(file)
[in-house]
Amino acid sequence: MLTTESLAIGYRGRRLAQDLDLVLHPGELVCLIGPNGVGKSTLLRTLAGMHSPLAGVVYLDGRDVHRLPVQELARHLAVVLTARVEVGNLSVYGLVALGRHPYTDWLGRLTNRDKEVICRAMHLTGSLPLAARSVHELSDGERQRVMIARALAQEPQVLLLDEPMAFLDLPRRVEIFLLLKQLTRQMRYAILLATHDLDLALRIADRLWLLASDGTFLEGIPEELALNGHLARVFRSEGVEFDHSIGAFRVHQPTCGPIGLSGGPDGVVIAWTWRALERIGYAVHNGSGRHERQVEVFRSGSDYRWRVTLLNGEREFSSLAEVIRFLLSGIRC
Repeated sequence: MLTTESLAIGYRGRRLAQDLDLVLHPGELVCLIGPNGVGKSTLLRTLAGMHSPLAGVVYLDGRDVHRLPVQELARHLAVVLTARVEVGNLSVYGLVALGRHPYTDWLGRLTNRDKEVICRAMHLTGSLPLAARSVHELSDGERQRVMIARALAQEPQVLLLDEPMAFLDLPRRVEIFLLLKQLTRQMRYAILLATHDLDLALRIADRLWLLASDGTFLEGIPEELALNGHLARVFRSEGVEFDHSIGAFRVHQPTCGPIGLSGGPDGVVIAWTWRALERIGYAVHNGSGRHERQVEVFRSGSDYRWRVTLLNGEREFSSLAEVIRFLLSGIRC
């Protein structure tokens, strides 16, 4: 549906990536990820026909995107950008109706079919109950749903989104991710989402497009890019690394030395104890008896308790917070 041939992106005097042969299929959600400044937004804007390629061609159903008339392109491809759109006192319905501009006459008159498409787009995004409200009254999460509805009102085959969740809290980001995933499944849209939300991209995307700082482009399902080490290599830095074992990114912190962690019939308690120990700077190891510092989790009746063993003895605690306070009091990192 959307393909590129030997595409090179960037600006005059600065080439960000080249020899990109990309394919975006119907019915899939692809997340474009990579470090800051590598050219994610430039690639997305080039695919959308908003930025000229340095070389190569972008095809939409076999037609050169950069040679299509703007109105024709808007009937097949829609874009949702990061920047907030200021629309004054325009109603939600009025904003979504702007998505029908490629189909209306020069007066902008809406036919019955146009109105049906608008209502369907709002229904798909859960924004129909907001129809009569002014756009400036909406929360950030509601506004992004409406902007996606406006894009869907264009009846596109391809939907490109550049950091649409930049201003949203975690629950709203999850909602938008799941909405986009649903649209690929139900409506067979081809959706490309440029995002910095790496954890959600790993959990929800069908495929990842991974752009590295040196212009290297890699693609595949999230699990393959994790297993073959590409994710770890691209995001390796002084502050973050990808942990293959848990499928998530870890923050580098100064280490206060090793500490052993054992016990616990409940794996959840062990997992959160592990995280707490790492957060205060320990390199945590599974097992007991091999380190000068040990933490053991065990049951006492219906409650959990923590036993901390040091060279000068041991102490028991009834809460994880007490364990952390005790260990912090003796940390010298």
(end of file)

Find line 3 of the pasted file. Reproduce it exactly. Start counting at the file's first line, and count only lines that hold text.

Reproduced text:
Repeated sequence: MLTTESLAIGYRGRRLAQDLDLVLHPGELVCLIGPNGVGKSTLLRTLAGMHSPLAGVVYLDGRDVHRLPVQELARHLAVVLTARVEVGNLSVYGLVALGRHPYTDWLGRLTNRDKEVICRAMHLTGSLPLAARSVHELSDGERQRVMIARALAQEPQVLLLDEPMAFLDLPRRVEIFLLLKQLTRQMRYAILLATHDLDLALRIADRLWLLASDGTFLEGIPEELALNGHLARVFRSEGVEFDHSIGAFRVHQPTCGPIGLSGGPDGVVIAWTWRALERIGYAVHNGSGRHERQVEVFRSGSDYRWRVTLLNGEREFSSLAEVIRFLLSGIRC